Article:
El Gaucho: an Austrian and an Argentine cow’s hipster lovechild

March 30, 2015

El Gaucho:
an Austrian and
an Argentine cow’s
hipster lovechild

March 30, 2015

Vienna Würstelstand's says

Let’s get one thing straight – El Gaucho’s Argentine roots begin and end with this concept chain restaurant’s name, and where it sources its steak. So don’t come here with cravings for an Argentine open grill Parrilla experience like I did. But if it’s mouth-watering steak you’re craving, here you’ll be sure to quench it.

El Gaucho could be compared to an Austrian who has mastered the tango. But this dance is done on the grill. In the kitchen, the boisterous bunch of cooks practice in the art of Argentine-style grilling – marinade only with salt, turn meat only once – with all of them trained by the restaurants head Grillmeister, Christoph Widakovich.

“I’ll go get the Fleischbox,” says Peter, the baby-faced manager, after I ask which steak he’d recommend.

While the name, Fleischbox, conjures up images of a wrestling cage in which two burly, moustached men go at it, Peter turns up with literally a plastic see-through box filled with different cuts of steak. He describes each of them in detail. I ask him his favourite and I agree to it as I just want to see the meat cooked and on my plate – the sight of raw meat gives me the creeps.

Peter comes from a family mad on meat who’ve opened El Gaucho restaurants all over Austria, and one in Germany.

“My uncle began with the concept a while ago and passed it on to his children. Now that he’s ran out of children to pass it on to, his moved onto his nephew and nieces.”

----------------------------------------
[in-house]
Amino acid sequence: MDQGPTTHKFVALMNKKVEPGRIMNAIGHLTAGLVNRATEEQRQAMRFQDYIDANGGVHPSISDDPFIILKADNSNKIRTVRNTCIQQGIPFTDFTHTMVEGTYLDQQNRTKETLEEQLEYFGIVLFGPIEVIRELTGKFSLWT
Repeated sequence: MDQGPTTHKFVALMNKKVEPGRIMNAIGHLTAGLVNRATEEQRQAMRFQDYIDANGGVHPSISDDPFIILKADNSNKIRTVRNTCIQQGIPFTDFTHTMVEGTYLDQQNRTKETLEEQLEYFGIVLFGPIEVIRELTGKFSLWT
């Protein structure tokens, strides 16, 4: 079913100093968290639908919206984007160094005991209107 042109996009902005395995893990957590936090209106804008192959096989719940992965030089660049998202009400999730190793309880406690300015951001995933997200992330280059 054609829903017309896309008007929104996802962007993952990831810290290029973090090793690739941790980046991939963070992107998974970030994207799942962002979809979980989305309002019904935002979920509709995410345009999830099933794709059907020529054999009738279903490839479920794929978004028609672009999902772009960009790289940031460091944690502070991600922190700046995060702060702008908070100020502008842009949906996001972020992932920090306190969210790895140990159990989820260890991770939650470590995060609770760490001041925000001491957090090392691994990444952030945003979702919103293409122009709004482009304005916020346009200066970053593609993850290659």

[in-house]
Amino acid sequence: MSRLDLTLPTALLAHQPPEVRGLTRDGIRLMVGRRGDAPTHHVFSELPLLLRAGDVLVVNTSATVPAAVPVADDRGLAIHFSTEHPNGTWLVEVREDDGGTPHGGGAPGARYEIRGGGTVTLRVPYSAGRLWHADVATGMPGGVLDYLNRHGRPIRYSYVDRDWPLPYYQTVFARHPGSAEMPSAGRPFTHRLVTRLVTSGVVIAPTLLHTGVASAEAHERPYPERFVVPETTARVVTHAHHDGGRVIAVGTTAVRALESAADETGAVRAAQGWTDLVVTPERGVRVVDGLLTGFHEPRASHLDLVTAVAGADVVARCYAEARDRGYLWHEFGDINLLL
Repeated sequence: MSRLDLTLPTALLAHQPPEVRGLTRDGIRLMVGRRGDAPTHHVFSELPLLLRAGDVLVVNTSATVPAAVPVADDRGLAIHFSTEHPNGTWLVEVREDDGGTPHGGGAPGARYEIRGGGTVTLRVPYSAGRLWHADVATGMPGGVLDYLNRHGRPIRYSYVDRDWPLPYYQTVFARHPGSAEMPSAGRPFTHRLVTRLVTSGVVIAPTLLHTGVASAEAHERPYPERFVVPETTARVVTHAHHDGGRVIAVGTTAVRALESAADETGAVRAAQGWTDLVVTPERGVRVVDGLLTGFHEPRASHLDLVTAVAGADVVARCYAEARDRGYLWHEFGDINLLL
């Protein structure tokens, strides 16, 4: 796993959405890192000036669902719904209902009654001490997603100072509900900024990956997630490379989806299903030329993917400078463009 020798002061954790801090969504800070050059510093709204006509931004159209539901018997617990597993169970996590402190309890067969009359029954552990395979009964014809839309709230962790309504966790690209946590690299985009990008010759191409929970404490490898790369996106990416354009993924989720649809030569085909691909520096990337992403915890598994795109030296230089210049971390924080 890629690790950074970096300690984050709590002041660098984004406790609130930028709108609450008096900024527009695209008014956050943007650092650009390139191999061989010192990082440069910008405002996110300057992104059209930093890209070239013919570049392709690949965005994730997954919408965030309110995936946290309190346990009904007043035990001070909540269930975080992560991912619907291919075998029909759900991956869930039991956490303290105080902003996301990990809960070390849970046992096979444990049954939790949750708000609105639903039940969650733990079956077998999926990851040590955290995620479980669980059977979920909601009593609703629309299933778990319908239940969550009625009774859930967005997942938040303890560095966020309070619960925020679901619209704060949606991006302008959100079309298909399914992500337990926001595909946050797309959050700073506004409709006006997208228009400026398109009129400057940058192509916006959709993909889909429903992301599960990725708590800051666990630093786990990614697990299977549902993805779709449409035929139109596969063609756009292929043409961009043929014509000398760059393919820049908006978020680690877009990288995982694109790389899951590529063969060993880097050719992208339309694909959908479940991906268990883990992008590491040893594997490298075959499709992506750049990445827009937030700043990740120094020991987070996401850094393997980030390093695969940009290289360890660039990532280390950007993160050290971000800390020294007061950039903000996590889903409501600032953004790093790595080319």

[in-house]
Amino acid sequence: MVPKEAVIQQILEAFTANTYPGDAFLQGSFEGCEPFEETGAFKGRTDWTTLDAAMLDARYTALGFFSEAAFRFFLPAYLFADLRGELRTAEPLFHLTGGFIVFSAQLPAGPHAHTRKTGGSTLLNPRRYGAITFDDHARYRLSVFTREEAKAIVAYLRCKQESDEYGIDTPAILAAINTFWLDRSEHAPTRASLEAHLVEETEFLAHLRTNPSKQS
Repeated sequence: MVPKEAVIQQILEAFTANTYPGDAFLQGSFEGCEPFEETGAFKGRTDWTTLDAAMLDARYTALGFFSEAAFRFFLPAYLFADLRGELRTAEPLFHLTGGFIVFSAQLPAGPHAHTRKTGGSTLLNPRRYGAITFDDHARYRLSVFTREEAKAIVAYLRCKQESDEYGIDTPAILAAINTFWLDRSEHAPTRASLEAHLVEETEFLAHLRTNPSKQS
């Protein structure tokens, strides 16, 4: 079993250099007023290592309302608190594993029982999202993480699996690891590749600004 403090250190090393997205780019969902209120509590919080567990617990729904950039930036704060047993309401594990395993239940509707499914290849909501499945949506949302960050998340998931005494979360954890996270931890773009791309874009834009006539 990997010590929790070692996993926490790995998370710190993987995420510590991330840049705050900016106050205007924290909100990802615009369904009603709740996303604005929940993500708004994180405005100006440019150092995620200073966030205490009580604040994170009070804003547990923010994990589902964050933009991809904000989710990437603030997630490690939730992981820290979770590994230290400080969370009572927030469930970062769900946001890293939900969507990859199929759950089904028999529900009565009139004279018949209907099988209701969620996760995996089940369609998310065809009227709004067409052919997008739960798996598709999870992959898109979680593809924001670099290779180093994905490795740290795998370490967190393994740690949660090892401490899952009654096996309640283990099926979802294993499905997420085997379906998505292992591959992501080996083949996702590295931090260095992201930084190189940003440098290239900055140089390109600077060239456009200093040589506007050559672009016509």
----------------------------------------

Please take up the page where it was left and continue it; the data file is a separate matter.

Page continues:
The concept is simple, neat, cleanly branded. It’s like an Argentine had sex with an Austrian, which resulted in a baby that grew up to be a hipster and called itself El Gaucho.

Under Gaucho Beef in the menu (All of their steak out of Argentina) you’ll find all the popular cuts in the Argentine barbecue, including the sacred, piece de résistance, churrasco cut (a tender boneless piece of meat, sliced thinly). Accompanying this list is a selection of the Rump, the Porterhouse, the T-Bone and Rib-eye of a Dry Aged Austrian cow.

If you like your slab of juicy, grilled, animal with something on top, you can ‘pimp your steak’ with toppings, such as garlic prawns or soft shell crab. I, however, order mine plain and medium. And this is how it arrives, centered on a white plate. Steak cut fries on the side.

I now ask vegetarians to look away – the steak leaks diluted red blood as a medium-cooked steak should, and the knife does little work to slice through it. The caramelised salt marinade balances the tender flesh within. Poetry aside – you won’t mind moping up the blood on your plate with the chips afterwards.

I would highly recommend topping your steak with the house-made spicy and tangy chimichurri sauce as I did. It sends me back to my days in Argentina.

The atmosphere here is a comfortable blend of laid-back and chic, with suede seats, moody lighting, shiny wine glasses hanging around the bar. Just the fact that it’s tucked away within the Design tower gives it a – you-should-wear-a-suit-and-deodorant – kind of feel – a 500 € bottle of Dom Perignon is on the menu. But wearing sneakers with that suit would not be taboo.

The wine list is impressive and ranges from Australia, to Argentina, to local Austrian wine. Most can only be purchased by the bottle, yet there are several quality drops available by the glass. Be sure to try the bully Argentine Malbec, and don’t be concerned if it leads to hair growing on your chest.

The service is stellar, swift and I watched them deal with diner’s complaints, whims and wishes with genuine concern.

I don’t know what the Argentine’s put in their grass to make their steaks so good, but I do know that El Gaucho knows how to grill them.

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